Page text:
by CAROLINE GAVURA Section Editor
Hackers, in two separate attacks, posted 4.6 million names and numbers of Snapchat users, and posted messages on social media accounts run by Skype.
In the Snapchat scenario, a website called SnapchatDB.info was posted on December 31, containing Snapchat customer information that was available for download. The hackers who made the website claimed they were trying to expose how vulnerable Snapchat users’ data really is.
Snapchat had warned users about the possibility of being hacked after being alerted by a security group.
The company released a statement saying, “We don’t display the phone numbers to other users and we don’t support the ability to look up phone numbers based on someone’s username. Theoretically, if someone were able to upload a huge set of phone numbers, like every number in an area code, or every possible number in the U.S., they could create a database of the results and match usernames to phone numbers.”
The hackers did just that, creating the website, which was a perfect example of what Snapchat had described, and it was not shut down until January 1.
Snapchat is the fun app where people are able to send their friends pictures that quickly disappear. One of the options users are able to do to find friends who use Snapchat is upload their contact list from their phone. Snapchat has now created safeguards on features of the app like this, so it is harder to hack.
“Hearing about this makes me not want to use Snapchat anymore. It is so hard to have privacy on the internet especially with social media. Apps like Snapchat really need to step their game up when it comes to security,” says senior Kelsey Rudowitz.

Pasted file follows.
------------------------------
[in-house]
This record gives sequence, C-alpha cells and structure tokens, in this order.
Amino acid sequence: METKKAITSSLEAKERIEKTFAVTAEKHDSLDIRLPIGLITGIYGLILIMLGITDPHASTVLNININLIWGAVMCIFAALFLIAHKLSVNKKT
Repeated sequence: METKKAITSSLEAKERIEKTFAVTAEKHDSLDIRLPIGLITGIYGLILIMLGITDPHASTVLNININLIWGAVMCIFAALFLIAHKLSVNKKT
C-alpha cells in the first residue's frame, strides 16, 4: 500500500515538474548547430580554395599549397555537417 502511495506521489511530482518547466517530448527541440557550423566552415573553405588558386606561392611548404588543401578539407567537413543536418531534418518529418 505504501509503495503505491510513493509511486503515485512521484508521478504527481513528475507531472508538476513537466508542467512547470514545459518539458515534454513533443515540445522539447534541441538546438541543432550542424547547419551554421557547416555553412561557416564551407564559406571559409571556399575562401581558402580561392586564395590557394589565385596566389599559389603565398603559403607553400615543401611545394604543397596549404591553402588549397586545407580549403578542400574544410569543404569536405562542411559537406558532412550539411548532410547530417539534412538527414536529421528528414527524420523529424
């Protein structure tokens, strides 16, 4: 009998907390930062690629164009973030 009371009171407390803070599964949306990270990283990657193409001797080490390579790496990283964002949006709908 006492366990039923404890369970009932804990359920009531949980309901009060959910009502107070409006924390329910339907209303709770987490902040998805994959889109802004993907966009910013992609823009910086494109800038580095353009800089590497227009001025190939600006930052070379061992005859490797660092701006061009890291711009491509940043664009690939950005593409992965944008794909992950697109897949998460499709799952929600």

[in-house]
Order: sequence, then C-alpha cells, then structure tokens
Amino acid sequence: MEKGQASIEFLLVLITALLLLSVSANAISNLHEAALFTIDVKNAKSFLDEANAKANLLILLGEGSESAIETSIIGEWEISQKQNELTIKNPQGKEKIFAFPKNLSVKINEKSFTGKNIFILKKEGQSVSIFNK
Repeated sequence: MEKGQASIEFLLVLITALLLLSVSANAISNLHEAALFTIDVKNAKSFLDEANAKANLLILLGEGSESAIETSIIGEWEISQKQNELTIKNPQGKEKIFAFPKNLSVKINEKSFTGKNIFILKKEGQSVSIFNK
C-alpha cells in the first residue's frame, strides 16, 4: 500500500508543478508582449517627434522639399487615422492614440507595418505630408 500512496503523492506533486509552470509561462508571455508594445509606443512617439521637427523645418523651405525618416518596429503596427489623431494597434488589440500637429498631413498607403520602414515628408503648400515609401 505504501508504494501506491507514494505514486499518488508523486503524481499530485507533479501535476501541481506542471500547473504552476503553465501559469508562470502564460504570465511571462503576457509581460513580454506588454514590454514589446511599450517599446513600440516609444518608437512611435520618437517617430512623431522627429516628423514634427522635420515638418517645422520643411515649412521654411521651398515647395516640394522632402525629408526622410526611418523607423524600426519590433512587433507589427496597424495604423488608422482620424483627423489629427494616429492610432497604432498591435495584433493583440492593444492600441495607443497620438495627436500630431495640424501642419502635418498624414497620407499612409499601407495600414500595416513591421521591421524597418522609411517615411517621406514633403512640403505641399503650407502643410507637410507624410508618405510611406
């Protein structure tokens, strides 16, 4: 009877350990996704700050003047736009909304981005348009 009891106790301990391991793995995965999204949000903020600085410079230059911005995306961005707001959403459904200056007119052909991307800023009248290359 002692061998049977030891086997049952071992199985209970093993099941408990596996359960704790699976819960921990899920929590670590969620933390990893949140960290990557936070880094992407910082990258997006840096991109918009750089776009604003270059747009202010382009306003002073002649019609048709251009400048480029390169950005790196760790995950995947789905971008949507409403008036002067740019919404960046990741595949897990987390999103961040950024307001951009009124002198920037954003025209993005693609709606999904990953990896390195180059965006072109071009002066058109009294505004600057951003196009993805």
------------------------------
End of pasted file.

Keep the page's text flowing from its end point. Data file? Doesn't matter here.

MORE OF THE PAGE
Although Snapchat’s hackers are anonymous, the Syrian Electronic Army had no problem claiming that they were the ones who had hacked Skype.
The group first posted on the official Skype blog with the headline, “Hacked by Syrian Electronic Army…Stop Spying!”
They then posted the personal contact information of Microsoft’s chief executive Steve Ballmer on Skype’s Twitter account with the message, “You can thank Microsoft for monitoring your accounts/emails using [these] details. #SEA”
This message may have been referring to the fact that Edward Snowden, a former National Security Agency contractor, had said that Skype was part of the NSA’s plan to monitor online communications.
Another tweet read, “Do not use Microsoft emails (hotmail, outlook), They are monitoring your accounts and selling the data to the governments. More details soon. #SEA”
Similar messages were posted on Skype’s Facebook account and blog, until it was later taken down. Skype said it had suffered a “cyber attack” and gave no other details on the situation.
In December, Microsoft joined seven other major technology companies in pressing President Obama to scale back on the U.S. Government’s electronic spying habits.
“I don’t think the hackers were doing anything wrong. They were letting the people know the truth and show how easy it is to hack into major companies’ software. If anything, they are helping the companies create better security for their websites and apps,” said junior Michelle Barclay.
Do you think the hackers were right to expose this information?